WORKSHOP REPORT 21 symptoms in most people). (See Box 3 for explanation of the rem radiation unit and its equivalence to other radiation units used in this report.) Of the 105,000 people receiving at least this much radiation, approximately half would have received 680 rem (6.8 Sv) or more, which would most likely result in death no matter what treatment they received, and 5 percent would have received 150-300 rem (1.5-3.0 Sv), which they would prob- ably survive without treatment. The remaining 45,000 would have received 300-680 rem (3.0-6.8 Sv) and would have only about a 50 percent chance of survival unless they received intensive treatment. Not all of these people would survive the other effects of the detonation, however. Approximately 16,000 would be in the area in which nearly every building would have been flattened by the detonation. On the other hand, others exposed to lower doses of radiation or no radiation at all would require treatment for serious and life-threatening blast and thermal injuries. Dallas provided an admittedly rough estimate of the number of injured needing hospital care after a 10-kt event in Washington, DCânearly 180,000âbut did not do similar calculations for the other cities. The numbers would vary by city, however, because of differences in population density. In Dallasâs model, for example, the number of people receiving 300-680 rem (3.0-6.8 Sv) within the 0.6-psi perimeter would range from approximately 42,000 in San Francisco to 460,000 in New York City. Rather than trying to estimate the number of injured needing hospital care (except for Washington, DC), Dallas estimated the numbers of hospital beds that could be available within 4, 24, and 48 hours at various distances up to 300 miles from each city. According to his calculations, the only way to secure a substantial proportion of the beds likely to be needed would be to empty half of them within a 300-mile radius of ground zero within 48 hours. He also assumed that it would be possible to move thousands of patients up to 300 miles to fill all the freed-up beds, that enough hospital staff would report to work, that no hospitals would be closed due to fallout, and that there would be no additional detonation within the 300-mile radius. In the case of Washington, DC, for example, Dallas estimated that approximately 5,000 beds would be available within 50 miles. After 24 hours, this number could increase to 12,000 within 100 miles. Given a best- case (some would say unrealistic) scenario that half the beds within 300 miles would be available 48 hours after the event, the maximum number of available beds would be at most 120,000, about two-thirds of the number of injured predicted by the simulation. In reality, the actual number would probably be less, given the difficulties of emptying filled beds, the likelihood of staffing shortages, and the lack of capability to move so many patients in 2 days. Finally, Dallas looked at the effect on hospitals near the detonation points. In his New York City simulation, in which the detonation point is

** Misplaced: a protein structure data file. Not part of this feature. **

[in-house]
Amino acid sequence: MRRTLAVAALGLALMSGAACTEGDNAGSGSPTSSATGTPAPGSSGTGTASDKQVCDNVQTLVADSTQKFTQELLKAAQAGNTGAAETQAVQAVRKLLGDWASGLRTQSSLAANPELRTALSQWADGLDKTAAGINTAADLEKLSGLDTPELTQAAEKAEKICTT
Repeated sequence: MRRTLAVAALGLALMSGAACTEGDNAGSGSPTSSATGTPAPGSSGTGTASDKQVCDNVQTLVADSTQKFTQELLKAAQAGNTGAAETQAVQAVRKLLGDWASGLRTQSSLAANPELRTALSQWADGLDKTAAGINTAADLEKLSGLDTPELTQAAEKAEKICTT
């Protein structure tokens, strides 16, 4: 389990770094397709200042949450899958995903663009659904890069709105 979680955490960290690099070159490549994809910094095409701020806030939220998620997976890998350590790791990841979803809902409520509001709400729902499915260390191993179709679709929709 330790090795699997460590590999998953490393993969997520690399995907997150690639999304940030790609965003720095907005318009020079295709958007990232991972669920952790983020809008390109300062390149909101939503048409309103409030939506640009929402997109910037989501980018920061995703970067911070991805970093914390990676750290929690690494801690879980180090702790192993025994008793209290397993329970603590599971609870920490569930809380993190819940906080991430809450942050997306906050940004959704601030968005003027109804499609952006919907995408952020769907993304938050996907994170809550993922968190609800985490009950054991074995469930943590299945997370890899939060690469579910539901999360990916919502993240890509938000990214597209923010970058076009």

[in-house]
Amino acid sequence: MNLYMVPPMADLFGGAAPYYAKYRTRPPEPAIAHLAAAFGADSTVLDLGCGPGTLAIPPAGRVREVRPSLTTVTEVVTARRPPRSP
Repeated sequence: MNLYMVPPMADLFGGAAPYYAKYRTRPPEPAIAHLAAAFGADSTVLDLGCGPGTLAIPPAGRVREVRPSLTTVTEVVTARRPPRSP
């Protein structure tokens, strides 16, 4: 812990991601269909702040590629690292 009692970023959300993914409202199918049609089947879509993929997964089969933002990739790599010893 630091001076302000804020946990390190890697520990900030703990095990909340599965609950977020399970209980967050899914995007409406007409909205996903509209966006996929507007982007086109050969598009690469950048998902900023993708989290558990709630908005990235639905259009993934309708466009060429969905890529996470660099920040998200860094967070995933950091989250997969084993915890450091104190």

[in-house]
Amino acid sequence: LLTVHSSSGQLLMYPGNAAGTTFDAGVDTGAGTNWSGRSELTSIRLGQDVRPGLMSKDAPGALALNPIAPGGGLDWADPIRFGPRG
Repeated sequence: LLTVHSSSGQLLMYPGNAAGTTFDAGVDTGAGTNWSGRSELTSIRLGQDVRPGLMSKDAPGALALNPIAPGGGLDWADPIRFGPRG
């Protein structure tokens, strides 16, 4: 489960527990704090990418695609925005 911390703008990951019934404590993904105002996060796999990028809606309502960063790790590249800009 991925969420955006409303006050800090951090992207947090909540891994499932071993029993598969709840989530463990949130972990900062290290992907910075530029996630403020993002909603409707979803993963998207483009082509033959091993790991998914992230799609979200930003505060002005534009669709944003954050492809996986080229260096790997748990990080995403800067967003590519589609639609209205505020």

22 medical preparedness for a terrorist nuclear event in midtown Manhattan near Rockefeller Center and the fallout plume goes over the southern end of the island, no hospitals would be in the zone of total destruction, a few would experience structural damage and possible casualties, and a total of 13 would be within the 1-psi perimeter and have most of their windows blown out. Two of the 13 would also experience dangerous levels of radiation from fallout (more than 300 rem [3.0 Sv] in one case, more than 530 rem [5.3 Sv] in the other). Five more of the 13 would receive lesser levels of radiation, as would two hospitals outside the 1-psi perimeter. The impact on the health care infrastructure in Washington, DC, would likely be less. In the specific scenario presented, only two hos- pitals would be in the 1-psi perimeter with none under the fallout plume. Far more problematic than the actual loss of hospitals, however, would be the inability to transport patients to receiving hospitals. Dallas deemed it highly unlikely that most patients could be moved in sufficient time through the chaotic environment following a nuclear detonation to distant hospitals in the unaffected areas. High traffic volume, fear instilled by uncertainty of the actual location of the radiation plume, and the intense clinical needs of burn victims, serious trauma patients, and radiation-exposed people would severely hamper patient transport. In his summary, Dallas was not sanguine about the capacity of the health care system to care for the victims of a 10-kt IND detonation even under the most optimistic conditions (i.e., ability to fill half the hospital beds within 300 miles). During his presentation, he suggested that there would be a disproportionate need for eye care (because of broken glass and other missiles and retinal burns) and for burn beds. There are approxi- mately 1,500 burn beds in the country, which are typically 80 to 90 percent full on any given day. He concluded with a list of factors affecting health care access in a 10-kt event: â¢ The number of individuals concerned that they might have been exposed who would go to medical facilities and seek evaluation â¢ The extent of transportation problems because of gridlock, rubble in the streets, damage to highways, loss of power to traffic lights, and other factors â¢ The availability of hospital security (a lack of security accounted for most of the hospital closures in the aftermath of Katrina) â¢ The number of accessible hospital beds and medical personnel will- ing and able to work â¢ The number of nearby and usable 3,000-foot runways to land C-130s for air evacuation19 19ââ During another presentation, there was discussion of using railroads, which radiate from all urban areas, for evacuation of victims.